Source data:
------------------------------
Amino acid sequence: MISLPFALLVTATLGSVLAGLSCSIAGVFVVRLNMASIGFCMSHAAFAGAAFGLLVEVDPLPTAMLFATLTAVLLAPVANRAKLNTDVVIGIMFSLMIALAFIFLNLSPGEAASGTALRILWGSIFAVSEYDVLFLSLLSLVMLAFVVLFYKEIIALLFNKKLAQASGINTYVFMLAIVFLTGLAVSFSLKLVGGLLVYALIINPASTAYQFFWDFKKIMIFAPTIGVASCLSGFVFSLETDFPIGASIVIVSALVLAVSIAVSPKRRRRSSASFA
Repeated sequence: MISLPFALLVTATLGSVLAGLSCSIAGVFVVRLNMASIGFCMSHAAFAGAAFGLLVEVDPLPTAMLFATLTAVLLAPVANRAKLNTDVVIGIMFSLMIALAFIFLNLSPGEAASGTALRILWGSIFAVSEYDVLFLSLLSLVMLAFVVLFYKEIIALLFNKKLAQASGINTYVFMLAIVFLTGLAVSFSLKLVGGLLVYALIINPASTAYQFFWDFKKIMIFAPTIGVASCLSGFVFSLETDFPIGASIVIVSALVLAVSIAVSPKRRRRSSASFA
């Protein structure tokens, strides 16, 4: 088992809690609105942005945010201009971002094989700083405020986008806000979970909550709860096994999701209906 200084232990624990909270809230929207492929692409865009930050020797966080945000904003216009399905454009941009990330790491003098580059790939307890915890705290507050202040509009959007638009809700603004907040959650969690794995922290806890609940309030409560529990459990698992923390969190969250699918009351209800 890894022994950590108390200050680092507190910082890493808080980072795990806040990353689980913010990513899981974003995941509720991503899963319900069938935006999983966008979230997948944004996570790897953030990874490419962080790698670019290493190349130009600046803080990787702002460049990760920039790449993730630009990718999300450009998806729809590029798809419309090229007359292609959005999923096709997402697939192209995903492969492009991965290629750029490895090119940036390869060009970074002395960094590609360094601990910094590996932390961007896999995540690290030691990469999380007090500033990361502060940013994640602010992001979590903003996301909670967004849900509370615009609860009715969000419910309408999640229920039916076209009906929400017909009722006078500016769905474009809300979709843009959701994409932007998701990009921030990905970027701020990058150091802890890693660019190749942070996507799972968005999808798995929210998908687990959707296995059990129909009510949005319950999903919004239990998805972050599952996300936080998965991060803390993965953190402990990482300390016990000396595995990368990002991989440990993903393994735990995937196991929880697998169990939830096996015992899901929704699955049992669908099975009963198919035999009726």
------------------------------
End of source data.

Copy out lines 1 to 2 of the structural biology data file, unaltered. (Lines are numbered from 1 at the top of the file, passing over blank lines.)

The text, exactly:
Amino acid sequence: MISLPFALLVTATLGSVLAGLSCSIAGVFVVRLNMASIGFCMSHAAFAGAAFGLLVEVDPLPTAMLFATLTAVLLAPVANRAKLNTDVVIGIMFSLMIALAFIFLNLSPGEAASGTALRILWGSIFAVSEYDVLFLSLLSLVMLAFVVLFYKEIIALLFNKKLAQASGINTYVFMLAIVFLTGLAVSFSLKLVGGLLVYALIINPASTAYQFFWDFKKIMIFAPTIGVASCLSGFVFSLETDFPIGASIVIVSALVLAVSIAVSPKRRRRSSASFA
Repeated sequence: MISLPFALLVTATLGSVLAGLSCSIAGVFVVRLNMASIGFCMSHAAFAGAAFGLLVEVDPLPTAMLFATLTAVLLAPVANRAKLNTDVVIGIMFSLMIALAFIFLNLSPGEAASGTALRILWGSIFAVSEYDVLFLSLLSLVMLAFVVLFYKEIIALLFNKKLAQASGINTYVFMLAIVFLTGLAVSFSLKLVGGLLVYALIINPASTAYQFFWDFKKIMIFAPTIGVASCLSGFVFSLETDFPIGASIVIVSALVLAVSIAVSPKRRRRSSASFA